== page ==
I really found the idea of consciousness and sentience in Nature intriguing, to say the least. As I was reading through the theses, I found myself being able to plant at least one foot into agreeability with most, if not all the theses.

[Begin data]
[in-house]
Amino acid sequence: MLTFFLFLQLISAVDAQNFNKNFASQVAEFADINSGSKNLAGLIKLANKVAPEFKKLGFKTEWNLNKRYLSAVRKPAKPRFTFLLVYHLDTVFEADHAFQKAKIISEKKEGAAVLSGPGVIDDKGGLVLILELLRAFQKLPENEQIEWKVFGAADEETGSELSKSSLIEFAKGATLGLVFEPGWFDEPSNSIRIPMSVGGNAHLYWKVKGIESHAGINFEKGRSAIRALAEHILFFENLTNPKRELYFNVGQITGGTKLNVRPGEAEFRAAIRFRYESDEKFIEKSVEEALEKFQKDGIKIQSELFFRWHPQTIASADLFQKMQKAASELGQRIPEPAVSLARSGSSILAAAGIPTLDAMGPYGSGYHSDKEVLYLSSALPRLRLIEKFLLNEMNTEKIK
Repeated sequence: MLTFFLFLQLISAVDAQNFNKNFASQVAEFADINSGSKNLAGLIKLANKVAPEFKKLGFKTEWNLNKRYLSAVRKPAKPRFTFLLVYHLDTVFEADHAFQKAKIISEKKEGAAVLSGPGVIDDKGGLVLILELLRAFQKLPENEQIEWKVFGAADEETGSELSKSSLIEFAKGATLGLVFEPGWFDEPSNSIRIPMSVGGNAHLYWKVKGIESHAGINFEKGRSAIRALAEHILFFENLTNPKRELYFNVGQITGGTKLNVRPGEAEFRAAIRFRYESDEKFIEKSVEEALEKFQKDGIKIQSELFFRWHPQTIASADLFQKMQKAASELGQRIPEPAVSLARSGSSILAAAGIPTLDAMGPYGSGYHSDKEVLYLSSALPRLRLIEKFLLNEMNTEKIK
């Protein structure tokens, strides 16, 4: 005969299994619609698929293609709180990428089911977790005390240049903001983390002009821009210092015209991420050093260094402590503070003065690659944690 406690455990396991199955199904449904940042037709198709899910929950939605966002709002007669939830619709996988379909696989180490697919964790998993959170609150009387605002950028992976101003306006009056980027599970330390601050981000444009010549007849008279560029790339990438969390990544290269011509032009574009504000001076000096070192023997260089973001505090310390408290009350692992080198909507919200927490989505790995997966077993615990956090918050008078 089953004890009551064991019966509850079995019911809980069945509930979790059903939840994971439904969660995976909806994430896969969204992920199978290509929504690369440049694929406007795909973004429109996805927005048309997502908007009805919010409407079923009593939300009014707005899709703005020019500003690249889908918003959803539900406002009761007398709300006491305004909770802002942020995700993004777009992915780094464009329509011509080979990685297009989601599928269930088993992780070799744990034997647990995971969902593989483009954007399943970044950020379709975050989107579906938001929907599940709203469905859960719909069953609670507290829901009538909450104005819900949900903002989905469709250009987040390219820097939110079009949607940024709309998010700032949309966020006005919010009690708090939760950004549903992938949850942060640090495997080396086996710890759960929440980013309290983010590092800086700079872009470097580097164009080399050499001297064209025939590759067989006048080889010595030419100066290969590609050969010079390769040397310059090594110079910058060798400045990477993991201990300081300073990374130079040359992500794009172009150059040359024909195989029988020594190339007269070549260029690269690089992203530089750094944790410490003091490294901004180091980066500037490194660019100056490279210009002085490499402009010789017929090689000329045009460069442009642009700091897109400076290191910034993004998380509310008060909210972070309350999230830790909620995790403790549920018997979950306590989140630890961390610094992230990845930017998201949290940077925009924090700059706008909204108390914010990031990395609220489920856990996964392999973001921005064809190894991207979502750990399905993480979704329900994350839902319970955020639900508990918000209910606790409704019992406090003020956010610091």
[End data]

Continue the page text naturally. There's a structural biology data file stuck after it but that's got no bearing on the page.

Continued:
In particular, 17, 18, and 19 caught my attention because it so.. “nicely?” (I tried to think of a more academic word) bounces between the ideas of sentience, consciousness, cause, effect, and affect for that matter, along with perception. Those particular theses had this underlying theme of something smaller or “insignificant” causing tidal waves when that thing at the larger scale had no perception of what that smaller thing was. Of course I had heard of the butterfly effect but most of the time, it’s portrayed in a way where we can see the chain of events linearly, clearly. For example, I forget my pen at my job, then someone asks for a pen and I don’t have one so I have to ask someone for one, but they don’t have one so they refer me to someone else, etc. etc. But I thought these particular theses were interesting because they present the butterfly effect, where a certain “section” of that chain of events, gets “lost” in the subconsciousness or rather, it acts on sentience. And I thought that idea was just a real eye opener to how we perceive the world around us. I will definitely be thinking about this more from here on out: How much information did I just, “ignore”? How “much” Nature is too much for me to perceive?